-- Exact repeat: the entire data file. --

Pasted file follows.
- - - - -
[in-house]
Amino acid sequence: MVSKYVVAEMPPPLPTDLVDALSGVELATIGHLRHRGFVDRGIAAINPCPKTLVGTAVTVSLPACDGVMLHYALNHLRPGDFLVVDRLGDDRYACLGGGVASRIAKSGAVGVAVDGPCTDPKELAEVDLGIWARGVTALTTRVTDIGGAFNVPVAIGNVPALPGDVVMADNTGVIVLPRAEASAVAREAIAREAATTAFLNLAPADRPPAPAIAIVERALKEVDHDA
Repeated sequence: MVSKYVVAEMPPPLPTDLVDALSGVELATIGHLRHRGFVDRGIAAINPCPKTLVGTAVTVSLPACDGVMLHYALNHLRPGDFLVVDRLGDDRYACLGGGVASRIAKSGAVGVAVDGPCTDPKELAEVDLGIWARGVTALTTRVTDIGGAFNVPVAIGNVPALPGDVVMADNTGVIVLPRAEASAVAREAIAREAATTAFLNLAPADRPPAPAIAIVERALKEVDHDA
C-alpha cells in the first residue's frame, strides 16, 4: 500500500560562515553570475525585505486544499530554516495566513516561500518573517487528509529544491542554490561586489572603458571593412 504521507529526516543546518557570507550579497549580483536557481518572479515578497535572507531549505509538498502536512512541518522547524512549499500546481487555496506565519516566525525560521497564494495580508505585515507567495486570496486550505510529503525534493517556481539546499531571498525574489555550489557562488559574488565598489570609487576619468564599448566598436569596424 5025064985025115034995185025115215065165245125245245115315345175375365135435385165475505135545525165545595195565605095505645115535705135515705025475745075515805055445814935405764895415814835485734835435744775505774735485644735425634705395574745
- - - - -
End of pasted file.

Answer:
[in-house]
Amino acid sequence: MVSKYVVAEMPPPLPTDLVDALSGVELATIGHLRHRGFVDRGIAAINPCPKTLVGTAVTVSLPACDGVMLHYALNHLRPGDFLVVDRLGDDRYACLGGGVASRIAKSGAVGVAVDGPCTDPKELAEVDLGIWARGVTALTTRVTDIGGAFNVPVAIGNVPALPGDVVMADNTGVIVLPRAEASAVAREAIAREAATTAFLNLAPADRPPAPAIAIVERALKEVDHDA
Repeated sequence: MVSKYVVAEMPPPLPTDLVDALSGVELATIGHLRHRGFVDRGIAAINPCPKTLVGTAVTVSLPACDGVMLHYALNHLRPGDFLVVDRLGDDRYACLGGGVASRIAKSGAVGVAVDGPCTDPKELAEVDLGIWARGVTALTTRVTDIGGAFNVPVAIGNVPALPGDVVMADNTGVIVLPRAEASAVAREAIAREAATTAFLNLAPADRPPAPAIAIVERALKEVDHDA
C-alpha cells in the first residue's frame, strides 16, 4: 500500500560562515553570475525585505486544499530554516495566513516561500518573517487528509529544491542554490561586489572603458571593412 504521507529526516543546518557570507550579497549580483536557481518572479515578497535572507531549505509538498502536512512541518522547524512549499500546481487555496506565519516566525525560521497564494495580508505585515507567495486570496486550505510529503525534493517556481539546499531571498525574489555550489557562488559574488565598489570609487576619468564599448566598436569596424 5025064985025115034995185025115215065165245125245245115315345175375365135435385165475505135545525165545595195565605095505645115535705135515705025475745075515805055445814935405764895415814835485734835435744775505774735485644735425634705395574745